- Associated Press - Tuesday, September 22, 2015

RICHMOND, Va. (AP) - At more than $75 million, the Virginia Capital Trail came with a hefty price tag. But for some businesses along the recently completed bike path that connects Richmond to Williamsburg and Jamestown, it’s already paying off.

“It has definitely kept us alive,” said Bonnie Whittaker, co-owner of Cul’s Courthouse Grille in Charles City, a tiny community about 50 miles from Virginia’s capitol city. “We would not be here if it wasn’t for the bike trail.”

After more than 10 years of planning and construction, crews recently completed paving the 52-mile trail along Route 5 earlier this month just in time for bicyclists and spectators to arrive in Richmond for a nine-day cycling race, the UCI Road World Championships.

Officials hope other restaurants and shops will benefit like Cul’s has as more people begin to use the trail. They also believe the path can help drive much-needed economic development in rural areas.

“We feel pretty sure that over time we’ll start to see coffee shops, bike rentals, bed and breakfasts, those kind of things in the more rural areas that don’t have a whole lot right now,” said Beth Weisbrod, executive director of the Virginia Capital Trail Foundation, which is preparing for the path’s official grand opening early next month.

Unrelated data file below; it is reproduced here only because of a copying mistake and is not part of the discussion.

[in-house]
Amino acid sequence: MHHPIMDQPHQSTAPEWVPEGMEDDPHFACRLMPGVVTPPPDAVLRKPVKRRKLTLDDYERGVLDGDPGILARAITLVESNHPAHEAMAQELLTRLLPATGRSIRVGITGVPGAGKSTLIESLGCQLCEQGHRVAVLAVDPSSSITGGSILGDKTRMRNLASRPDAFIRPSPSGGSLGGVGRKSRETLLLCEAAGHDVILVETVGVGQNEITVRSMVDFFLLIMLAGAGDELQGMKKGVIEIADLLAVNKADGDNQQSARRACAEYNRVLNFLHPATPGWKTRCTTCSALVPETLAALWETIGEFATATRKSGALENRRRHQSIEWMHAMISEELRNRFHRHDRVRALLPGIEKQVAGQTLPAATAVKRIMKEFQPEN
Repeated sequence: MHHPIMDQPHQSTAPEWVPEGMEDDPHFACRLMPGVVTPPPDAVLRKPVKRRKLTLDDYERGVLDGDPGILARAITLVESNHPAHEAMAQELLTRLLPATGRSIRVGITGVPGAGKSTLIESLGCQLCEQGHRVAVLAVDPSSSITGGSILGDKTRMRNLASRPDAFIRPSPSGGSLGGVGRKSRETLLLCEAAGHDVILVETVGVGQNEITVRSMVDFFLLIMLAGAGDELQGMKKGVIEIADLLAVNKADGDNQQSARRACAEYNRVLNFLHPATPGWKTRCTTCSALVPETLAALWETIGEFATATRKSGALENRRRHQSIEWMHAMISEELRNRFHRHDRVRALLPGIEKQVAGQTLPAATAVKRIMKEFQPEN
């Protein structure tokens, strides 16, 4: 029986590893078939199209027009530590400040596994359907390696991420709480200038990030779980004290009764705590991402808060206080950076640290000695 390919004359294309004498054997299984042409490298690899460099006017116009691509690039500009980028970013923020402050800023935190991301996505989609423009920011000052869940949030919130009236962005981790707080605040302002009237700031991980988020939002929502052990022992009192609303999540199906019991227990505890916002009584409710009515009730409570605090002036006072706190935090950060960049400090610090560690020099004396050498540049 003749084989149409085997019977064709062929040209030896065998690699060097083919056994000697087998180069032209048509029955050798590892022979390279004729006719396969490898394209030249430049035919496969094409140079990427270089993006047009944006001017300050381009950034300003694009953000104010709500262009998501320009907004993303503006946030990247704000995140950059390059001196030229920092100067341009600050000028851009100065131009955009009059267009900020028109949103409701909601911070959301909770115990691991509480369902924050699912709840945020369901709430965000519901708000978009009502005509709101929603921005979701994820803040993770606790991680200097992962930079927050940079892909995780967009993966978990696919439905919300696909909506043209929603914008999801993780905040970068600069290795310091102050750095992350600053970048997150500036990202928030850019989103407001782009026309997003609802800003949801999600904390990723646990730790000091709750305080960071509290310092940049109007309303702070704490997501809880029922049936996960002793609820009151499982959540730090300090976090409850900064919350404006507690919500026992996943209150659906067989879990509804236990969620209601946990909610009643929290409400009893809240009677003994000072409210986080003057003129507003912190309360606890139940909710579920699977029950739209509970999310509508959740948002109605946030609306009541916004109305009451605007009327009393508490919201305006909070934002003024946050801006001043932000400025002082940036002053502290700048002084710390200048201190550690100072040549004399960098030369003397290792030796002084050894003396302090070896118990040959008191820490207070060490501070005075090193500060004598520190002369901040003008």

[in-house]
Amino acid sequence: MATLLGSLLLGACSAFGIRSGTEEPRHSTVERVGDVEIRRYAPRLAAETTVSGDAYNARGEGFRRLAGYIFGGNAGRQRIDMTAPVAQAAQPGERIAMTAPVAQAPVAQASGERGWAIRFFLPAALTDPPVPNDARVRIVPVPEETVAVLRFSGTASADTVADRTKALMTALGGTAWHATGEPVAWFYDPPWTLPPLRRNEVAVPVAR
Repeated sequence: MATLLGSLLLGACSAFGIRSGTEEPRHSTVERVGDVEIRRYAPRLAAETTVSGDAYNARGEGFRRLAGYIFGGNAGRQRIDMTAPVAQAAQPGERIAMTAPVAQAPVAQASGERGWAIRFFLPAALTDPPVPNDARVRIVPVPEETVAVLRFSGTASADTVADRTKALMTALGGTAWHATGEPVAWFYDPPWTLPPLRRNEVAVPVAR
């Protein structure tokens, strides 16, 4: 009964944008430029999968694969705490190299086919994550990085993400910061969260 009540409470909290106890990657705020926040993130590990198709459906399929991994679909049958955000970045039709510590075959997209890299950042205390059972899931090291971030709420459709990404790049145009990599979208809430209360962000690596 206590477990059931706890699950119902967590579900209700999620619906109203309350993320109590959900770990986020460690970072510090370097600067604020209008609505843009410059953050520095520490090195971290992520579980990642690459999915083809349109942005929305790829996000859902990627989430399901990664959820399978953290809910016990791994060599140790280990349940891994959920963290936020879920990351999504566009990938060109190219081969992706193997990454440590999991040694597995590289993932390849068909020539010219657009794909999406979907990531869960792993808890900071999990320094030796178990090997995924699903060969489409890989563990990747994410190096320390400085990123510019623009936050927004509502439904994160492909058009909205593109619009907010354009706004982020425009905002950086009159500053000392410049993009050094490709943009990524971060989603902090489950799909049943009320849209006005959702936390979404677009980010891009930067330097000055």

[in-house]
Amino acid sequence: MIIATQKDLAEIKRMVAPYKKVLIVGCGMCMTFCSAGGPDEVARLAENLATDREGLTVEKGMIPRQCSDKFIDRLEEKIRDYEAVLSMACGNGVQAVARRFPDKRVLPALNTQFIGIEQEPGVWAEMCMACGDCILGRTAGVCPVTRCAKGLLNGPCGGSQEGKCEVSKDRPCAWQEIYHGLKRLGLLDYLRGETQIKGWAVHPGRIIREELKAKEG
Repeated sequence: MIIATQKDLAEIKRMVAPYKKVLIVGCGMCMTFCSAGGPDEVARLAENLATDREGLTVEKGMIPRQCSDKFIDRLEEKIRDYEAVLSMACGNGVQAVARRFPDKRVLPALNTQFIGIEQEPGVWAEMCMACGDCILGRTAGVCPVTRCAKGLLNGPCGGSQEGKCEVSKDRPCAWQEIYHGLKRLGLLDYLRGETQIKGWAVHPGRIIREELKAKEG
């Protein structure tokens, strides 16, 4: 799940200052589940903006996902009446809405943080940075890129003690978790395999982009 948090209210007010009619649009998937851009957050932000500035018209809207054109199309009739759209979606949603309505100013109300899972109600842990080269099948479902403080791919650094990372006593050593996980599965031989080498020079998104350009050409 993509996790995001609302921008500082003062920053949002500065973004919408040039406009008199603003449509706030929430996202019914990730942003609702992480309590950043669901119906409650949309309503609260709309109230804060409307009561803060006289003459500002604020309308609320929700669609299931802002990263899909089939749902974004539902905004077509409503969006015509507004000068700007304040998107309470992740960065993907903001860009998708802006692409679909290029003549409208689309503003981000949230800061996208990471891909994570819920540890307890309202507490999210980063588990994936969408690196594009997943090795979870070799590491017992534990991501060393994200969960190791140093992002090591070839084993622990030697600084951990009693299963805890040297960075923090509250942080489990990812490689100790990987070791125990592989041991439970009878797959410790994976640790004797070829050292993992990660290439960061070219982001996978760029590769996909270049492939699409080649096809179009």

The total cost for the trail was $75.2 million, with more than $70 million coming from federal funding, said Lindsay LeGrand, a spokeswoman for the Department of Transportation.

Whittaker estimates that Cul’s saw a 35 percent increase in business this summer after the completion of a new section of a trial connecting Chickahominy River Bridge to Charles City, a community of less than 200 people with an economy driven largely by farming and logging.

“It’s to be around for years and do nothing but grow,” Whittaker said of the trail. “It’s probably one of the best things that Richmond has done in years.”

Some residents along the trail, however, haven’t been a huge fan of the idea, said 81-year-old Tamara Walton, a Hopewell resident who was getting ready to head out for a bike ride with her husband on a recent Thursday. Walton said she believes the trail will benefit the community, but she said that other residents thought there were better uses for the money, like schools or roads, and feared trail users would litter their neighborhoods.

But another trail user, Jim Sturgill, said he believes the return on investment for the state and its residents will be significant.

“It’s a big deal,” said Sturgill, who volunteers as a “patrol member” on the trail and helps to enforce the rules and pick up trash. “I think it’s going to attract people from all up and down the East Coast.”


Follow Alanna Durkin at https://www.twitter.com/aedurkin .

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